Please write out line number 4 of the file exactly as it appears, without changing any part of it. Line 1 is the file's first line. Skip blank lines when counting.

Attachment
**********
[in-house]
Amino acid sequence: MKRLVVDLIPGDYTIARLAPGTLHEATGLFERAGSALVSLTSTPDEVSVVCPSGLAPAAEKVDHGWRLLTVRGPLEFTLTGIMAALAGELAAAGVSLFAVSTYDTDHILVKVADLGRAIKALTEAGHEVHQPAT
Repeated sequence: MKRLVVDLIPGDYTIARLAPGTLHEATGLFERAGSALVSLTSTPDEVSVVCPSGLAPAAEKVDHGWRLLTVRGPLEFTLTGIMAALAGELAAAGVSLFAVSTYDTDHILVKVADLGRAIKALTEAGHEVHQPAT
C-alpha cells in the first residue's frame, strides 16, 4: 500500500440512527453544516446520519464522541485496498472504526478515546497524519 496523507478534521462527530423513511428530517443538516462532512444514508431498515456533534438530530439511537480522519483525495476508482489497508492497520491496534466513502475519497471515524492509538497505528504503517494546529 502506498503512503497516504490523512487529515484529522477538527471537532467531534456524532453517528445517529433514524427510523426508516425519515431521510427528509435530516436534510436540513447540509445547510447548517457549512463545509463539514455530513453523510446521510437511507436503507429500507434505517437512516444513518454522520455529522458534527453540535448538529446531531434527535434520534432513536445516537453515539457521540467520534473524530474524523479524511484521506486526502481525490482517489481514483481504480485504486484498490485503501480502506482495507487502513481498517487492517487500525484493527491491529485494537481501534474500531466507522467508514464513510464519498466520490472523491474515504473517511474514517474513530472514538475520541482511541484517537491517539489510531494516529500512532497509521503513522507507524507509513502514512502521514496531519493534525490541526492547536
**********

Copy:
C-alpha cells in the first residue's frame, strides 16, 4: 500500500440512527453544516446520519464522541485496498472504526478515546497524519 496523507478534521462527530423513511428530517443538516462532512444514508431498515456533534438530530439511537480522519483525495476508482489497508492497520491496534466513502475519497471515524492509538497505528504503517494546529 502506498503512503497516504490523512487529515484529522477538527471537532467531534456524532453517528445517529433514524427510523426508516425519515431521510427528509435530516436534510436540513447540509445547510447548517457549512463545509463539514455530513453523510446521510437511507436503507429500507434505517437512516444513518454522520455529522458534527453540535448538529446531531434527535434520534432513536445516537453515539457521540467520534473524530474524523479524511484521506486526502481525490482517489481514483481504480485504486484498490485503501480502506482495507487502513481498517487492517487500525484493527491491529485494537481501534474500531466507522467508514464513510464519498466520490472523491474515504473517511474514517474513530472514538475520541482511541484517537491517539489510531494516529500512532497509521503513522507507524507509513502514512502521514496531519493534525490541526492547536